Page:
During the developing solar system, there would have been an incredible amount of chaos; objects were impacting each other everywhere. The beginning of the solar system was very turbulent and catastrophic, but over time, the largest objects (now planets) gained dominance and cleaned up our solar system to make it the way it is today. Planets, or moons, rotating too slow or too fast or in strange directions or even revolving in random fashion is most certainly due to all of the tumultuous impacts and gravitational interactions of a vast myriad of early solar system objects. With so many variables, it is difficult (if not practically impossible) to give an exact answer to every strange movement in the solar system today, let alone the universe. However, scientists are constantly learning more and more and arriving at satisfactory answers. Our understanding will only get better. What should not happen is to simply lie down amidst the overwhelming amount of information and resort to saying, “oh, we can’t figure it out, so God just did it that way.” That perspective only impedes the progress of science.
by Brian Mariani and others
Is the above correct? Do you evolutionists agree with this position? I have tried to write it as you believe it. Do you have any disagreements or concerns or additions?
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One thing to keep in mind, each blog is one piece of evidence. Evidence has to then be interpreted, which is not a fact…but evidence strengthening or weakening a specific hypothesis or theory. So there can be multiple ways of interpreting the same evidence. I am not being unscientific, but asking more questions and being skeptical is being more scientific. I am still working on these, so please help with your comments.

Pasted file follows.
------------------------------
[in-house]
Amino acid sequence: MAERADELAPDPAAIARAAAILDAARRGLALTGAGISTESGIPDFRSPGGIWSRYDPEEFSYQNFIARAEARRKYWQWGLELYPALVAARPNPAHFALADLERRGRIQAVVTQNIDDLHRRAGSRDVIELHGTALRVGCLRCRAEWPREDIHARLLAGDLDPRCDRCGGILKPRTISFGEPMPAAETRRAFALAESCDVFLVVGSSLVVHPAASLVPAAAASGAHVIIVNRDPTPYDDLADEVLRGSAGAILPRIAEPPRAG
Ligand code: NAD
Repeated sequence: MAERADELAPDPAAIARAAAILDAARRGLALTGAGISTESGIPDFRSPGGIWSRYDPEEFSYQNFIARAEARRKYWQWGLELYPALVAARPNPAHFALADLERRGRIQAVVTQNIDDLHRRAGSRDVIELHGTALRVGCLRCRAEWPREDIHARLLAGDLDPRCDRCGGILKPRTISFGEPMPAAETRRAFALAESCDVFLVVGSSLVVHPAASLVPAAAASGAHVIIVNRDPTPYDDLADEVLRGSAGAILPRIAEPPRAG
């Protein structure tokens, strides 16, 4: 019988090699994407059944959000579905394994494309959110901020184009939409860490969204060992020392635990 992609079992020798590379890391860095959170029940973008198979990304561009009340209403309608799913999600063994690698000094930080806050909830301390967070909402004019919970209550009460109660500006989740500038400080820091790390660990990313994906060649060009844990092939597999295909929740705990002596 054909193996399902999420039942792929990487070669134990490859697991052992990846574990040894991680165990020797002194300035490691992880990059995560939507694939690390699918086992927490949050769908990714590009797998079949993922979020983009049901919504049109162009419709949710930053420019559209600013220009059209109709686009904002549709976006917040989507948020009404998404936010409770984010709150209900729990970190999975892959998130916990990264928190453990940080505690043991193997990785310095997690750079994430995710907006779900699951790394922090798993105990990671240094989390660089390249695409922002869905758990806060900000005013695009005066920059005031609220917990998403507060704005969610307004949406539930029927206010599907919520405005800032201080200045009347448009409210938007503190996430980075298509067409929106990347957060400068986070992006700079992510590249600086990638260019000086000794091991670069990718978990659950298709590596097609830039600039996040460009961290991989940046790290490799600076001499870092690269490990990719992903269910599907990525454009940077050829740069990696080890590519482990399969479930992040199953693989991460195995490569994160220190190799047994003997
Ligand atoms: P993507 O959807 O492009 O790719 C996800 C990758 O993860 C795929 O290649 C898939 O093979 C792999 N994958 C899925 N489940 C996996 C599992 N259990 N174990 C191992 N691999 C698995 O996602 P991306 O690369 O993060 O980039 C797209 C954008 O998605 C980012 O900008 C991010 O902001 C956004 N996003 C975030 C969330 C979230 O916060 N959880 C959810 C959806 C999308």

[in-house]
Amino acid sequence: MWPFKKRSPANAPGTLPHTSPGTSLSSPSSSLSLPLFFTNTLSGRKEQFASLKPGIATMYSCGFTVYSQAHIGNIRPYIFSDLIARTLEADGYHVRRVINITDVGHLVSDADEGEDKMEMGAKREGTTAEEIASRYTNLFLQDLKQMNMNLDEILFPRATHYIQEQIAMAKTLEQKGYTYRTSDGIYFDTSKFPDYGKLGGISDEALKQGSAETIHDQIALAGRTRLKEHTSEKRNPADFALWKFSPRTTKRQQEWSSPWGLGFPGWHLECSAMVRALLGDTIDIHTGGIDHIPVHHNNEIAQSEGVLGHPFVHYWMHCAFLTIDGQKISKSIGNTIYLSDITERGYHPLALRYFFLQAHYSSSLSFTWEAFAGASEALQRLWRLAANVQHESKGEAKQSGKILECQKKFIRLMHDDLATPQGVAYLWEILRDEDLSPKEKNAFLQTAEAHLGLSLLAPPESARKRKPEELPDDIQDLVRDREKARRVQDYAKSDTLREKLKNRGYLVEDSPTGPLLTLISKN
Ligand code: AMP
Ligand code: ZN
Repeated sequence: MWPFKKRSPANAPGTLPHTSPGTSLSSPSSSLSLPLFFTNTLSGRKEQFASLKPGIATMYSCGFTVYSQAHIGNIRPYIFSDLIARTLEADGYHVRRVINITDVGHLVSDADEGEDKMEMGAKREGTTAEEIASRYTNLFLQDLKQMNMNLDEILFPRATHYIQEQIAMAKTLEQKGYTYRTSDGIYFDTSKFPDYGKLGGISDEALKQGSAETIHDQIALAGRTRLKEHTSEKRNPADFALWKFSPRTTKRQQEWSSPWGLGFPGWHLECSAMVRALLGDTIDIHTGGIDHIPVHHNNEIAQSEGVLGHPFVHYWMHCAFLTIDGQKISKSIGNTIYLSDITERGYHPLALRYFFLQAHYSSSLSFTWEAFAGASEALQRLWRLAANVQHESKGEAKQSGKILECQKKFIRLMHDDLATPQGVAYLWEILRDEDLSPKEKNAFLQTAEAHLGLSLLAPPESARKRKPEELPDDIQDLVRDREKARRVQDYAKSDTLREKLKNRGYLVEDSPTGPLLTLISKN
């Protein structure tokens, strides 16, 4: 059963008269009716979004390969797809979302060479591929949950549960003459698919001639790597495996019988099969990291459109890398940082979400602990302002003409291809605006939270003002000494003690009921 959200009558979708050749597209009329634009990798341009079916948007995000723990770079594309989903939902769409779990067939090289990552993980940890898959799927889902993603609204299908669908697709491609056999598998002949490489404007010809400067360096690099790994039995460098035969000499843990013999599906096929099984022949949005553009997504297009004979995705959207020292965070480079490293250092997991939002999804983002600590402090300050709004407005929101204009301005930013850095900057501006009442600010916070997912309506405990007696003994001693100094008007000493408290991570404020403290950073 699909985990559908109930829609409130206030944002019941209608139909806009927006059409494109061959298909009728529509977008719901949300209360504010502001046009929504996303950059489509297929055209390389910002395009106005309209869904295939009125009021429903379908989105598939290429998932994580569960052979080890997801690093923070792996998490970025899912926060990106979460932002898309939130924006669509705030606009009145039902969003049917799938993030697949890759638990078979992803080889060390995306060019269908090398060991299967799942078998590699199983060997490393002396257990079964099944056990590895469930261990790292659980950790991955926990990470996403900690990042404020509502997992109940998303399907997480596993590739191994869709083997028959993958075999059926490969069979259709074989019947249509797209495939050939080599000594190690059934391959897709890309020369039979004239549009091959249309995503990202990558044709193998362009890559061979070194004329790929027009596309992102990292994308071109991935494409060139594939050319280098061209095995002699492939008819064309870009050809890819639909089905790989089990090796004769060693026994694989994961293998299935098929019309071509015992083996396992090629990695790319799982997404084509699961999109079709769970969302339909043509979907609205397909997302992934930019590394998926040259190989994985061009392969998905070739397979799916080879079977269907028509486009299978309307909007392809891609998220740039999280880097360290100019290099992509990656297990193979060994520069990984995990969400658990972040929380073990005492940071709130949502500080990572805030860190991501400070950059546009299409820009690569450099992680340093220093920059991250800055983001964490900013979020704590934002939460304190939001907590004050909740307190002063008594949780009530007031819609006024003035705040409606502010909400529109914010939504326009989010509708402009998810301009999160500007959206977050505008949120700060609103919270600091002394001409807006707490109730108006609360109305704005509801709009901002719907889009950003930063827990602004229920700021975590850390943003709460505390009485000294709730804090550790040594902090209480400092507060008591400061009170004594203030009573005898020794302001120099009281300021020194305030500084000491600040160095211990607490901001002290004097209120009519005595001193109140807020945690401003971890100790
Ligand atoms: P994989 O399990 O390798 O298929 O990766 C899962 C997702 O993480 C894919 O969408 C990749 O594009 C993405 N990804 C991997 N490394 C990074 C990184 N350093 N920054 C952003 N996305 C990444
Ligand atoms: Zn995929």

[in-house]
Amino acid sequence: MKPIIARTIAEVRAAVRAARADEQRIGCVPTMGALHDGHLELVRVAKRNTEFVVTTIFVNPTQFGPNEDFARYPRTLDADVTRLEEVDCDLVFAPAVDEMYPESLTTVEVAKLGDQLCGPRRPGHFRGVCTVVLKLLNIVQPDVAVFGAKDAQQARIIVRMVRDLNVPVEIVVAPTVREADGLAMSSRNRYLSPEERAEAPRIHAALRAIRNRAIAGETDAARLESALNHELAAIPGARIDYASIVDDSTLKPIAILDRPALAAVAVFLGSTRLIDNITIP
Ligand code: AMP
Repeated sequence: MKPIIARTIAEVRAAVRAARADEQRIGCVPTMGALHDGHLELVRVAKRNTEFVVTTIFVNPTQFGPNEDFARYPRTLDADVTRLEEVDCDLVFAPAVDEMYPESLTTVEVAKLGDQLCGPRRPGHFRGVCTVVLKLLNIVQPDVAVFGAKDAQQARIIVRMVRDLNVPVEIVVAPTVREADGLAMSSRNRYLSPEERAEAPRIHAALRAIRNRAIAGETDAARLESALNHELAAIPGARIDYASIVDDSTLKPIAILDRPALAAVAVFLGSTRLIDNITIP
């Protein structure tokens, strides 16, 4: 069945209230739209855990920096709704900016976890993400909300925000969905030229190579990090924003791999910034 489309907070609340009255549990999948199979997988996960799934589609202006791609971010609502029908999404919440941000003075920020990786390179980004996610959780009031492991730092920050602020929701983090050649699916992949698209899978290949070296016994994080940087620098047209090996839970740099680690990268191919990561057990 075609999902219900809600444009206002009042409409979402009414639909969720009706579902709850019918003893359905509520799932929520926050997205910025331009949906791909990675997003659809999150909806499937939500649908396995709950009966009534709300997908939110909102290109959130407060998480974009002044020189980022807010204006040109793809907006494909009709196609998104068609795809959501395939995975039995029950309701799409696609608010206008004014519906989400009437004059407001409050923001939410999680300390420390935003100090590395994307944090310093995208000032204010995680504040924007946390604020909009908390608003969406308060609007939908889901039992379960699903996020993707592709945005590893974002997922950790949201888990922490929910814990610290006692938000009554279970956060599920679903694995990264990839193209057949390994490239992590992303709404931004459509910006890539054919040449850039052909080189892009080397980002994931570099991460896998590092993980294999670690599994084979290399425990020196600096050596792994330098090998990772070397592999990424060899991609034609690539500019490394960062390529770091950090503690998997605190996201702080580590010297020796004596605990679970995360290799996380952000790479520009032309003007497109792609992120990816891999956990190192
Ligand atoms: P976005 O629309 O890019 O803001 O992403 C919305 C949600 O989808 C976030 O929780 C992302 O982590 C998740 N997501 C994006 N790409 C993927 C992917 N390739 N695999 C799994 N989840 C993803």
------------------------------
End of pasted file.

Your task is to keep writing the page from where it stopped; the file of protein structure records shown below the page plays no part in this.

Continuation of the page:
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[i] Sun: Read More, last updated May 5, 2014, NASA, http://solarsystem.nasa.gov/planets/profile.cfm?Object=Sun&Display=OverviewLong, accessed June 25, 2014.
[ii] Dr. Cathy Imhoff, The Sun, 2014, Scholastic, http://www.scholastic.com/teachers/article/sun-0, accessed June 25, 2014.
[iii] The Sun, 2013, Nine Planets, http://nineplanets.org/sol.html, accessed June 25, 2014.
[iv] Jonathan Sarfati, Age of the Sun, November 13, 2011, Creation Ministries International, http://creation.com/sun-age, accessed June 25, 2014.
[v] Andrea Thompson, Clouds May Hold Key to Why Early Earth Didn’t Freeze Over, March 31, 2010, Space.com, http://www.space.com/8118-clouds-hold-key-early-earth-didnt-freeze.html, accessed June 25, 2014.
“Why Earth is not an ice ball: Possible explanation for faint young sun paradox,” Purdue University, ScienceDaily, www.sciencedaily.com/releases/2012/05/120530152034.htm, accessed June 25, 2014.
[vi] CU study shows how early Earth kept warm enough to support life, July 9, 2013, University of Colorado Boulder, http://www.colorado.edu/news/releases/2013/07/09/cu-study-shows-how-early-earth-kept-warm-enough-support-life, accessed June 25, 2014.
[vii] Origin of the Solar System, Geol212: Planetary Geology Fall 2014, University of Maryland, Department of Geology, http://www.geol.umd.edu/~jmerck/geol212/lectures/26a.html, accessed June 26, 2014.
Tobias Chant Owen, Solar System, last updated April 11, 2014, Encyclopaedia Britannica, http://www.britannica.com/EBchecked/topic/553008/solar-system/242068/Solution-to-the-angular-momentum-puzzle, accessed June 26, 2014.